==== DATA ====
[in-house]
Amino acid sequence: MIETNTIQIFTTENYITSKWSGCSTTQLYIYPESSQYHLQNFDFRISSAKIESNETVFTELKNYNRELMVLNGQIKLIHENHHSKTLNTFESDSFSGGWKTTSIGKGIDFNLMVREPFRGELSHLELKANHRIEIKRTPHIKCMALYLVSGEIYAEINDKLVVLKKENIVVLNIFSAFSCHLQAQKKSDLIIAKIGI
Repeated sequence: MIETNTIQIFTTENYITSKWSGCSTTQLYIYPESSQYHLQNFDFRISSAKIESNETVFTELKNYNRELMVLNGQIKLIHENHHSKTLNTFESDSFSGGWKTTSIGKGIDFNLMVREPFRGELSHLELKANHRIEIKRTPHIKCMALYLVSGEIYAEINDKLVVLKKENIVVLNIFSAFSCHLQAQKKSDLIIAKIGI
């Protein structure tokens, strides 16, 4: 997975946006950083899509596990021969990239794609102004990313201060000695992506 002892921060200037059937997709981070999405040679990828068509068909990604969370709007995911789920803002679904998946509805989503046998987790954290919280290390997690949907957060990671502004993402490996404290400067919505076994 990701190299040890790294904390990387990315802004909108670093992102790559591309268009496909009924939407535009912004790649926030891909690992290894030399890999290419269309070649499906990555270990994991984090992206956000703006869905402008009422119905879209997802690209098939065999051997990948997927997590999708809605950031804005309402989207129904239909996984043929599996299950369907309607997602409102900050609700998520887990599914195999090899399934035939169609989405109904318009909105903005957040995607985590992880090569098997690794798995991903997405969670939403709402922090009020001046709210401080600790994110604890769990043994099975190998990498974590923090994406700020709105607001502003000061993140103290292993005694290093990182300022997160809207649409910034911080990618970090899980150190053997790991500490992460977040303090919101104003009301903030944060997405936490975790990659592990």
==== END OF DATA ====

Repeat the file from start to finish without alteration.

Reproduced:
[in-house]
Amino acid sequence: MIETNTIQIFTTENYITSKWSGCSTTQLYIYPESSQYHLQNFDFRISSAKIESNETVFTELKNYNRELMVLNGQIKLIHENHHSKTLNTFESDSFSGGWKTTSIGKGIDFNLMVREPFRGELSHLELKANHRIEIKRTPHIKCMALYLVSGEIYAEINDKLVVLKKENIVVLNIFSAFSCHLQAQKKSDLIIAKIGI
Repeated sequence: MIETNTIQIFTTENYITSKWSGCSTTQLYIYPESSQYHLQNFDFRISSAKIESNETVFTELKNYNRELMVLNGQIKLIHENHHSKTLNTFESDSFSGGWKTTSIGKGIDFNLMVREPFRGELSHLELKANHRIEIKRTPHIKCMALYLVSGEIYAEINDKLVVLKKENIVVLNIFSAFSCHLQAQKKSDLIIAKIGI
């Protein structure tokens, strides 16, 4: 997975946006950083899509596990021969990239794609102004990313201060000695992506 002892921060200037059937997709981070999405040679990828068509068909990604969370709007995911789920803002679904998946509805989503046998987790954290919280290390997690949907957060990671502004993402490996404290400067919505076994 990701190299040890790294904390990387990315802004909108670093992102790559591309268009496909009924939407535009912004790649926030891909690992290894030399890999290419269309070649499906990555270990994991984090992206956000703006869905402008009422119905879209997802690209098939065999051997990948997927997590999708809605950031804005309402989207129904239909996984043929599996299950369907309607997602409102900050609700998520887990599914195999090899399934035939169609989405109904318009909105903005957040995607985590992880090569098997690794798995991903997405969670939403709402922090009020001046709210401080600790994110604890769990043994099975190998990498974590923090994406700020709105607001502003000061993140103290292993005694290093990182300022997160809207649409910034911080990618970090899980150190053997790991500490992460977040303090919101104003009301903030944060997405936490975790990659592990």